Sugar is one of the most commonly used ingredients in baking and cooking. From sweetening your morning coffee to baking delicious treats, sugar adds flavor, texture, and sweetness to foods.
The two most popular types of sugar are powdered sugar and granulated sugar. Though they come from the same source, there are some key differences between them.
What is Powdered Sugar?
Also known as confectioners' sugar or icing sugar, powdered sugar is white table sugar that has been ground into a very fine powder. It dissolves quickly and has a smooth, silky texture perfect for icings, glazes, and dusting baked goods.
Powdered sugar is made by grinding granulated sugar with a small amount of cornstarch. The cornstarch, usually 3% of the total weight, is added to prevent clumping and improve flow. It is ground to a super fine texture, with commercial varieties passing through a 100 mesh screen.
Some key characteristics of powdered sugar:
- Very fine, smooth powdery texture
- Dissolves instantly in liquids
- Contains 3% cornstarch as an anti-caking agent
- Used in frostings, icings, glazes, and for dusting
- Also called confectioners' or icing sugar
Powdered sugar is essential for achieving smooth, lump-free icings and glossy glazes on cakes, cookies, and pastries. The fine grind allows it to blend easily into butter or liquids. It's also perfect for dusting desserts with a pretty, snow-like topping.
What is Granulated Sugar?
Granulated sugar, also known as table sugar or white sugar, is the most common sugar used in home kitchens. It has a coarser texture than powdered sugar with larger individual grains.
Granulated sugar is pure sucrose that has been extracted and refined from sugar cane or sugar beets. The natural molasses is removed, leaving behind pure white sugar crystals. These crystals are then dried and granulated to produce the final product.
Some properties of granulated sugar:
- Coarse texture with visible grains
- Does not dissolve instantly in cold liquids
- No additives like cornstarch
- Most versatile sugar used for baking, sweetening drinks, etc.
- Also called white or table sugar
The moderately coarse texture of granulated sugar makes it ideal for creaming with butter to incorporate air into baked goods. It also dissolves well when heated. This versatility makes it the go-to sugar for everything from cakes and cookies to sweetening coffee.
Key Takeaway: Powdered sugar is finely ground white sugar with cornstarch added. Granulated sugar has a coarser texture and dissolves slower.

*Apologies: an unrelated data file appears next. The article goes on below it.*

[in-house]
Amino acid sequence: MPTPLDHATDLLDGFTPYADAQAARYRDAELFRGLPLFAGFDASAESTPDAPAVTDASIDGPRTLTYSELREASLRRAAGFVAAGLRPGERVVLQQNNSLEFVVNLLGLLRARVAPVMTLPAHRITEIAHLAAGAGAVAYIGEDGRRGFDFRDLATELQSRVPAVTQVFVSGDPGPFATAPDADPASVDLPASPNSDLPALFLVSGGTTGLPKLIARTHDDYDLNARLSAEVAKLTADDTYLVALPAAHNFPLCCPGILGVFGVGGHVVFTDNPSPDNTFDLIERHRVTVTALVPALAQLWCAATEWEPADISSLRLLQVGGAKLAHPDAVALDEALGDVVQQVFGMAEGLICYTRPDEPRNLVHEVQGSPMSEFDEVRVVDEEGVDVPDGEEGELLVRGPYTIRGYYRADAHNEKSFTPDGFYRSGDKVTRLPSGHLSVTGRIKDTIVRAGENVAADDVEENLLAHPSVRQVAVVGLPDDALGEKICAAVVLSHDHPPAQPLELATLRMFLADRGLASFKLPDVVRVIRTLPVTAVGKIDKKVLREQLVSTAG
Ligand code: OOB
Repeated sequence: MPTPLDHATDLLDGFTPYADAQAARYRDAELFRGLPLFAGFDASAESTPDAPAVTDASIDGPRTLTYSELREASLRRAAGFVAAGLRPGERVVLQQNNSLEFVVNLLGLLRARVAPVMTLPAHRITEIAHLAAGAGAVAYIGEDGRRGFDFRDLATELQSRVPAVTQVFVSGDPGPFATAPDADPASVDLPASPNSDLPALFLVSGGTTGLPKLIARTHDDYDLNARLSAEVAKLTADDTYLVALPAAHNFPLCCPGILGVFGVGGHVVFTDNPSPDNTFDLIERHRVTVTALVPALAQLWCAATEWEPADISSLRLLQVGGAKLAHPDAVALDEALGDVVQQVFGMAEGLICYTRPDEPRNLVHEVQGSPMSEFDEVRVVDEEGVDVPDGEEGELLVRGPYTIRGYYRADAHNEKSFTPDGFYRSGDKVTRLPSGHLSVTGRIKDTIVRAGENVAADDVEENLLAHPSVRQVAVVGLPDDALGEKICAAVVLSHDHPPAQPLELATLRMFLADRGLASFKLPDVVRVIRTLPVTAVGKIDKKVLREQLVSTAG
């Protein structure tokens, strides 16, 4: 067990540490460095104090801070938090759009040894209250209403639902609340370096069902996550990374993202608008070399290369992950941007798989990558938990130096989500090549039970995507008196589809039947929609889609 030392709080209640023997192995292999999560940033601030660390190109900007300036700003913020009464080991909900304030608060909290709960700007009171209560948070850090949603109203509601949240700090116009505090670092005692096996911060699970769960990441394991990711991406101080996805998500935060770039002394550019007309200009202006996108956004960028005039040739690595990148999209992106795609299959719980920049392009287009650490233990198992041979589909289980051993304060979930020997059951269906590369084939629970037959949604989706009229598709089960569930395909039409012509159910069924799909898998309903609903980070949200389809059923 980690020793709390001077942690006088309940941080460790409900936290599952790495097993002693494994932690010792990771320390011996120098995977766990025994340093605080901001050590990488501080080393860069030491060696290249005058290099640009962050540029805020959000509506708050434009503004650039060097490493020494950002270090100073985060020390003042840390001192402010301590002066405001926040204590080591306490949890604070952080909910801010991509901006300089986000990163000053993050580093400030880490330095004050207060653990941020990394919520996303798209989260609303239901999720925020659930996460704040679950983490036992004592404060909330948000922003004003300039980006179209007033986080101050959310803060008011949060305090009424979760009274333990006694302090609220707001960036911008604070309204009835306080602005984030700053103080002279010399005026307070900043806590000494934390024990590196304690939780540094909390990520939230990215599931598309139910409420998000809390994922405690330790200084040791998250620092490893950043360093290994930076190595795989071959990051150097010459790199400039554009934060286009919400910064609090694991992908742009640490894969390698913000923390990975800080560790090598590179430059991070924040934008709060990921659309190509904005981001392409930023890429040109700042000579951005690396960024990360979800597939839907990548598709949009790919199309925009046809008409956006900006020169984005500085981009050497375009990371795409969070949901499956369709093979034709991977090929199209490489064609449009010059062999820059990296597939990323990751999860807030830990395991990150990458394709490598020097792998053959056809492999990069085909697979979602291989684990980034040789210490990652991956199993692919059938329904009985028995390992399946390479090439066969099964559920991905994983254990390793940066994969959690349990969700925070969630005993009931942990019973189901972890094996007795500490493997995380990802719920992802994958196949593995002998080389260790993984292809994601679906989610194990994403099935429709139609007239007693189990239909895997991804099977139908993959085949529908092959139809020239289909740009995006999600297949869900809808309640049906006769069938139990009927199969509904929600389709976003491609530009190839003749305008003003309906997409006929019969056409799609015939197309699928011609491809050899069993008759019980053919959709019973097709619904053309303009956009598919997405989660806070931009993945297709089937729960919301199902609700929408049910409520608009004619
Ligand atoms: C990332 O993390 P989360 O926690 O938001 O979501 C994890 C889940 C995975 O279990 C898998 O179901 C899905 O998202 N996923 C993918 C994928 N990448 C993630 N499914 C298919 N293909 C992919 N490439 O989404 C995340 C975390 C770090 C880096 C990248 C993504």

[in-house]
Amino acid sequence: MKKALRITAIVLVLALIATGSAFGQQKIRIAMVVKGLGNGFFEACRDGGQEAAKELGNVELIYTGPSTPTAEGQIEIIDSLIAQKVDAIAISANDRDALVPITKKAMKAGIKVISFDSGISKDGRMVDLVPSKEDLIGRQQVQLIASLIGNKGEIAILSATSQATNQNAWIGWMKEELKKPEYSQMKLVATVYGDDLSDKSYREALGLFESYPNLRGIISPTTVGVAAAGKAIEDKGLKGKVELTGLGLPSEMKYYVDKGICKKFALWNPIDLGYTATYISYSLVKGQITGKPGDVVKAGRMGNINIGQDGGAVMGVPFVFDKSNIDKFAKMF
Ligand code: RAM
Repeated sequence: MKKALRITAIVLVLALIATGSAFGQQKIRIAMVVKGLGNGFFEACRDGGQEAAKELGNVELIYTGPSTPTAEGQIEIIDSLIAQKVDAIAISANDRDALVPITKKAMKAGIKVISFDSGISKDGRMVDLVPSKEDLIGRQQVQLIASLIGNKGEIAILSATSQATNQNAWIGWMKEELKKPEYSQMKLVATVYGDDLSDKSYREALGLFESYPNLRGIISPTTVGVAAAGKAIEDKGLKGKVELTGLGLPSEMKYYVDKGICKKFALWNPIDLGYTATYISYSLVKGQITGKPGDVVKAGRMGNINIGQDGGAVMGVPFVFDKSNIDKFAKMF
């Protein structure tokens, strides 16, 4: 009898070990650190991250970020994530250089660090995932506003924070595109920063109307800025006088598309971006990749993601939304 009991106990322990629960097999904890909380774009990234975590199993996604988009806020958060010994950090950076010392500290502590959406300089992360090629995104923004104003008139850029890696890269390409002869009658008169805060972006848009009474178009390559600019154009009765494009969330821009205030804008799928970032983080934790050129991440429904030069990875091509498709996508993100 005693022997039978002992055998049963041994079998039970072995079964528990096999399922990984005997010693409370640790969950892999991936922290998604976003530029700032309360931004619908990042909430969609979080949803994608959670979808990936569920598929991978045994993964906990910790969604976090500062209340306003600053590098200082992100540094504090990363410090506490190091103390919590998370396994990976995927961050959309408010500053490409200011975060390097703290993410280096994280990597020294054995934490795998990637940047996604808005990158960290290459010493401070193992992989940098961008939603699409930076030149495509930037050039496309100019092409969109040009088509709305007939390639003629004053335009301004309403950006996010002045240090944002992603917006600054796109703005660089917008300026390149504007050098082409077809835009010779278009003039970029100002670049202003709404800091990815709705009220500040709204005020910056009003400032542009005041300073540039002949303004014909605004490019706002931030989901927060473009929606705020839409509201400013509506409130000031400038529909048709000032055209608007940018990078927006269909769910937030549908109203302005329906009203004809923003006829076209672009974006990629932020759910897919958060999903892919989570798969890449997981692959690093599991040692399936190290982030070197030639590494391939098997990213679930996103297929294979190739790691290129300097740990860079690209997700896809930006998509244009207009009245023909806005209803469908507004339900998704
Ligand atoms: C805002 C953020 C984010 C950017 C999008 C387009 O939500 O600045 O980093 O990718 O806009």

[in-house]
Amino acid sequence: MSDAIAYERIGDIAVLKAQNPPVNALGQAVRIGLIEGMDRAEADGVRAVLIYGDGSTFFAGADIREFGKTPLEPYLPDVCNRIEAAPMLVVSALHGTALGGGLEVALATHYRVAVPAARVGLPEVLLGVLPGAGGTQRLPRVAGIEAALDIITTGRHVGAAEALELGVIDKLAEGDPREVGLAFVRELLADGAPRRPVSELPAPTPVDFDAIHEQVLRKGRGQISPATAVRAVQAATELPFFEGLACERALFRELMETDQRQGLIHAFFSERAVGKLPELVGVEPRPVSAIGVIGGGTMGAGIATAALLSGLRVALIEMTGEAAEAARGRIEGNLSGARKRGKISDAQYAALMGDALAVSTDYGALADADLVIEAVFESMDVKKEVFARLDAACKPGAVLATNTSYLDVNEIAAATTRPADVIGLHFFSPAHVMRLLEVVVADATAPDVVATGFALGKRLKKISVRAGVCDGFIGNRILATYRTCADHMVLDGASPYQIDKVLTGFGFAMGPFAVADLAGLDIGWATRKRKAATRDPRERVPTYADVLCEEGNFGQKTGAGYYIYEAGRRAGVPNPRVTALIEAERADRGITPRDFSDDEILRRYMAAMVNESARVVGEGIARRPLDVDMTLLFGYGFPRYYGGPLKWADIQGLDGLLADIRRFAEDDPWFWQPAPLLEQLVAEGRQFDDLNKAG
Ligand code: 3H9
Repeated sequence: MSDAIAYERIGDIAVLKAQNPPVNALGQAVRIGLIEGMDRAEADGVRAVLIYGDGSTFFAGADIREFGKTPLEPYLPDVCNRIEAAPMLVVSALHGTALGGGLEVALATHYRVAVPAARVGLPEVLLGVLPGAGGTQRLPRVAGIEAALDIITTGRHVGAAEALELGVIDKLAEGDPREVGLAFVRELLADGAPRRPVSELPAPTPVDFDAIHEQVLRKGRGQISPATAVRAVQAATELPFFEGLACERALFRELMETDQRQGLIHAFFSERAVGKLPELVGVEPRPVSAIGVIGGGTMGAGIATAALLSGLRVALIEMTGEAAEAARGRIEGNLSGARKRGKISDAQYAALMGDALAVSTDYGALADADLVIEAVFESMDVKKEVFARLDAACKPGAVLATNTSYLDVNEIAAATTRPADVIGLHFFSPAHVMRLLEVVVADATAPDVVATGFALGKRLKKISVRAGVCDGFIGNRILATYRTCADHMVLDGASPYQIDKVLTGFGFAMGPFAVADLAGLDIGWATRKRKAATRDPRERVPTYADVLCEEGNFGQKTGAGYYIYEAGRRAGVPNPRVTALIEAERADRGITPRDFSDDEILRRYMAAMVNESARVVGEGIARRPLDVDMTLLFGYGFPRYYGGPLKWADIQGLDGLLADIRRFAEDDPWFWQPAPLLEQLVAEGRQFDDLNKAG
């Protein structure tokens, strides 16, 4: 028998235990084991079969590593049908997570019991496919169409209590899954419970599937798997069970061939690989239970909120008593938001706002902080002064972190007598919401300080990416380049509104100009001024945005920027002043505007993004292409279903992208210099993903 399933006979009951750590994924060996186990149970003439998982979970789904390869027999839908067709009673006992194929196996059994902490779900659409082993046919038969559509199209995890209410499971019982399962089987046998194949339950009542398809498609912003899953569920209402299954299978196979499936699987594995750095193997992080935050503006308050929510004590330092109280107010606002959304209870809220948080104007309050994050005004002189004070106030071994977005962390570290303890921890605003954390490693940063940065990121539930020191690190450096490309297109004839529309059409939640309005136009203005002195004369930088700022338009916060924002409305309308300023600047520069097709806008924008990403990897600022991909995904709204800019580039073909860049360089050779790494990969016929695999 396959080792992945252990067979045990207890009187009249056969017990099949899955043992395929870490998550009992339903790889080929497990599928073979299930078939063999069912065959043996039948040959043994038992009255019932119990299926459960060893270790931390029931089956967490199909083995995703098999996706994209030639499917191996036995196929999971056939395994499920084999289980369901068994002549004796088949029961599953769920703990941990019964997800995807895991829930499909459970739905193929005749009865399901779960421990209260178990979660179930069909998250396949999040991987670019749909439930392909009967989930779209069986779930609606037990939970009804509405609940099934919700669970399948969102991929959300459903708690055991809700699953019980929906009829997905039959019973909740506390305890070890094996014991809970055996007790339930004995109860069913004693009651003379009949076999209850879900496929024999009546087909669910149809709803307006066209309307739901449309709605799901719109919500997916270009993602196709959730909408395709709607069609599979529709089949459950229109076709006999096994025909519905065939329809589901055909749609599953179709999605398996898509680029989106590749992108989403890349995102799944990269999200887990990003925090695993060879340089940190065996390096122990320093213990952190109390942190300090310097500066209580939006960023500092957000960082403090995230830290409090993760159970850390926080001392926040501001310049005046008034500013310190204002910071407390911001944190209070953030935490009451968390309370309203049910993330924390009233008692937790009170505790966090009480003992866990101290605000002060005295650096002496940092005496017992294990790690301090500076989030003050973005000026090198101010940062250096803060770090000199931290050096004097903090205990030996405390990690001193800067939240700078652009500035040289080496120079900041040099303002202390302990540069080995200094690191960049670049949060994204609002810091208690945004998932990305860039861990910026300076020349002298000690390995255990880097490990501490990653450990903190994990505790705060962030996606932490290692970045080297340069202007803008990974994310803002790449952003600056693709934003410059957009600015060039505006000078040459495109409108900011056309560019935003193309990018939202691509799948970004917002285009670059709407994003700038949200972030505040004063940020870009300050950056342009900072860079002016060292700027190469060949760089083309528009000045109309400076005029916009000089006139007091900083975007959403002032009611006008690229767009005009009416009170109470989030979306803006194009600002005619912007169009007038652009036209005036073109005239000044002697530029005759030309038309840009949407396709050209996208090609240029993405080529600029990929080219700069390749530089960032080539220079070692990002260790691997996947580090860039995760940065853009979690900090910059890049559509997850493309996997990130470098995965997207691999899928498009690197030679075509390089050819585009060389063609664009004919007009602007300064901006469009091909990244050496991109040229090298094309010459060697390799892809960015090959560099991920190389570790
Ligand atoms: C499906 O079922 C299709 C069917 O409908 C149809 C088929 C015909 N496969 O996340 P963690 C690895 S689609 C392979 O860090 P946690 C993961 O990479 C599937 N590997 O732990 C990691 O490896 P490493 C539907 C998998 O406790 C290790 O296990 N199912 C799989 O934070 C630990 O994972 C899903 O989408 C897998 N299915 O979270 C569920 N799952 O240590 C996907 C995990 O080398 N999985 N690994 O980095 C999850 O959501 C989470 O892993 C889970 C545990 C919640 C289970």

How Powdered and Granulated Sugar are Made
Understanding how powdered and granulated sugars are made gives insight into their differing properties.
Granulated sugar starts as juice extracted from sugar cane or sugar beets. This juice is purified, evaporated, and crystallized to form raw sugar. The raw sugar then goes through an affination process where it is dissolved, clarified, filtered, and re-crystallized to produce pure white sugar. The sugar crystals are then dried and granulated to produce the final product.
Powdered sugar starts off as granulated sugar. The granulated sugar is milled together with a small amount of cornstarch, typically 3% of the total weight. It is milled multiple times through fine screens to grind the sugar into a smooth powder. The more times it is milled, the finer the consistency.
So powdered sugar takes an extra step, being milled from granulated sugar into a powder. The added cornstarch is key to keeping it flowing smoothly instead of clumping together.
Since powdered and granulated sugar both start from the same source, their nutritional values are very similar:
|Powdered Sugar||Granulated Sugar|
|Calories||485 per 100g||387 per 100g|
Granulated sugar is slightly less calorie dense because powdered sugar contains 3% cornstarch. Other than that, there is minimal nutritional difference between the two.
Keep in mind that both provide empty calories and minimal nutritional value. They should be used in moderation as part of an overall healthy diet.
When comparing costs, powdered sugar is generally more expensive than granulated sugar. A big part of this is the additional processing required to mill the granulated sugar into a finer powder.
Some average costs for common package sizes:
|1 lb granulated sugar||$0.64|
|1 lb powdered sugar||$1.19|
|4 lb granulated sugar||$2.28|
|4 lb powdered sugar||$3.99|
Of course, costs vary between brands and locations. But across the board, powdered sugar runs about 1.5 to 2 times more expensive than granulated sugar per pound. Buying in bulk usually provides some cost savings for both.
Substituting Powdered for Granulated Sugar